S CHEDULING (C ONT ’ D ) Build up new program from desired entry point: Year 1: 4 th graders begin Year 2: new 4 th graders begin and 5 th graders continue from prior year Same approach for 6 th grade and continuing into middle school Or start with after school (parent funded) or gifted program, then move into general school To be effective, students need a minimum of 20 minutes per day, at least 3 days per week. Current best practice is 30-40 minutes per day, three to five days per week.
S CHEDULING (C ONT ’ D ) Use traveling teachers to cover multiple schools (e.g. 1 teacher/4 schools stretches funding/staff) Train regular classroom teachers along with the students and leave them with resources for follow-up activities that tie into and reinforce the rest of the curriculum (e.g. math worksheets, songs, bilingual materials on food, body parts, etc.) to extend the amount of time spent by students in L2 Teach all of one grade level at a given school in a single hour by pulling out half of each classroom and combining them, then rotating
SAMPLE SCHEDULE: MoDiMiDoFr Hour 1School 1 4 th Grade School 3 4 th Grade School 1 4 th Grade School 3 4 th Grade PLAN ↓ Hour 2School 1 5 th Grade School 3 5 th Grade School 1 5 th Grade School 3 5 th Grade (regular Hour 3School 1 6 th Grade School 3 6 th Grade School 1 6 th Grade School 3 6 th Grade teachers Hour 4School 2 4 th Grade School 4 4 th Grade School 2 4 th Grade School 4 4 th Grade review Hour 5School 2 5 th Grade School 4 5 th Grade School 2 5 th Grade School 4 5 th Grade with Hour 6School 2 6 th Grade School 4 6 th Grade School 2 6 th Grade School 4 6 th Grade students)
H URDLE 3: T RAINING ON METHODS FOR K-8 How can we leverage resources to generate age-appropriate materials and training in K-8 methods? MO-AATG or Goethe Institut or German immersion school speakers at Instructors’ Days, FLAM or special events Training by teachers from the German School Association in St. Louis Online courses (e.g. Iowa State University) or webinars
H URDLE 4: G ENERATING A GE - A PPROPRIATE M ATERIALS MO-AATG working group that could recommend materials & curricular goals tied to general curriculum Published CEFR-referenced materials (need for correlation with our National Standards) Liaison with ACTFL’s Special Interest Group on Language Learning for Children (the LLC SIG) or the NNELL (National Network for Early Language Learning) Create MO-AATG website links to appropriate AATG and other materials MO-AATG discussion board to share materials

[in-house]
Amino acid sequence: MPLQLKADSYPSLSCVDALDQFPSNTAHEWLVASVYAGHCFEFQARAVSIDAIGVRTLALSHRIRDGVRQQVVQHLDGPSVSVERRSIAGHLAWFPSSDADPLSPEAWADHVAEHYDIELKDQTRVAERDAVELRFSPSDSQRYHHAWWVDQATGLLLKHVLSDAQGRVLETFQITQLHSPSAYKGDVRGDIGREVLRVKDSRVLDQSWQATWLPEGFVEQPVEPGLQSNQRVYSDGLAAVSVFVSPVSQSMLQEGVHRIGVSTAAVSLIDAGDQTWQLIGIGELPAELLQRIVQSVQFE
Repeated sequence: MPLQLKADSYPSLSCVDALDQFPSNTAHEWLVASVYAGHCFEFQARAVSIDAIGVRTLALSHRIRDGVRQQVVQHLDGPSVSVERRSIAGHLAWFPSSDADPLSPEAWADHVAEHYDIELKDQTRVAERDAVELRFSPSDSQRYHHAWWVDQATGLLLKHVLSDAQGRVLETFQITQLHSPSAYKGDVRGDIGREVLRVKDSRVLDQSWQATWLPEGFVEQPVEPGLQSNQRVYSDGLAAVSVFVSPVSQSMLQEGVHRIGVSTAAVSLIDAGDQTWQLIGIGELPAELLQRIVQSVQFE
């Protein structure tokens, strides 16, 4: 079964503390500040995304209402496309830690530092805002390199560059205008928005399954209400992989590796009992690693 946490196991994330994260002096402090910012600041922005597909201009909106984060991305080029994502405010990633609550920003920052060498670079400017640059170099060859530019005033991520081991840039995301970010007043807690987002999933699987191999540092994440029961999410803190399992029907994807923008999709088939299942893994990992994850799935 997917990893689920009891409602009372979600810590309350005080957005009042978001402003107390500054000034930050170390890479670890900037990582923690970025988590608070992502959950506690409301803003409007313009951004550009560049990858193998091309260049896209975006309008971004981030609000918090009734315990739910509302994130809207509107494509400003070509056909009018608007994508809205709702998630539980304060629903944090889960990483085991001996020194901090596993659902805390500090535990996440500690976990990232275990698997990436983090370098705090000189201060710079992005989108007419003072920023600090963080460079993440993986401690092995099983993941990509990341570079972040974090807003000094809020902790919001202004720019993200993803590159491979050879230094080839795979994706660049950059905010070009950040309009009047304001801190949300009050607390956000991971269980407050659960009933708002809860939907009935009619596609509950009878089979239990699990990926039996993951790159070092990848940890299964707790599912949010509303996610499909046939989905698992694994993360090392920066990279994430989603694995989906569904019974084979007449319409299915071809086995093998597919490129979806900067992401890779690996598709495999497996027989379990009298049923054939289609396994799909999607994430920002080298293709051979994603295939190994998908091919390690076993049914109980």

H URDLES 5-7: S TANDARDS, I NTEGRATION, C ONTINUITY How can we leverage these resources to promote consistency with state standards and continuity as students move up from elem. and middle school? New MO-AATG working group to: identify lower-grade-level goals that help teachers farther up continuum correctly place students articulate sample K-16 progress indicators for students entering German instruction at various points, referring to Sample Progress Indicators in German section of Standards for For. Lang. Learning in the 21 st Century synthesize above with general curricula for K-8 programs in Missouri (thematic unit approach)
S TANDARDS, I NTEGRATION AND C ONTINUITY (C ONT ’ D ) A clearinghouse on MO-AATG’s website where teachers can post information about the texts and other materials they use for each grade level, and/or share exit exams to promote continuity Links to other relevant standards (e.g. general K-8 curriculum) Partnerships with elementary and middle school teacher groups (thematic units)
H URDLE 8: S ELLING I T ! W HAT RESOURCES CAN WE USE TO CONVINCE ADMINISTRATORS TO SELECT G ERMAN FLES/FLEX? PowerPoint on MO-AATG website that is always available for presentations List of colleagues from MO- AATG who can co-present Brochure summarizing benefits/addressing concerns such as staffing, standards, scheduling, costs, etc. Getting DaF in local news Networking with community advocates (German/Swiss/ Austrian firms and NGOs) at career days Persistence!
W HAT A RE O UR N EXT S TEPS ? Chapter Liaison/Coordinator? MO-AATG Teams? Standards/Goals/Continuity Materials Eval. & Develop. Training/Staffing/Scheduling Cost Estimates Document PowerPoint & Brochure Co-Presenters MO-AATG web resources? Discussion board/links Database on textbooks & materials used and exit exams Photo courtesy of: puzzlemepuzzle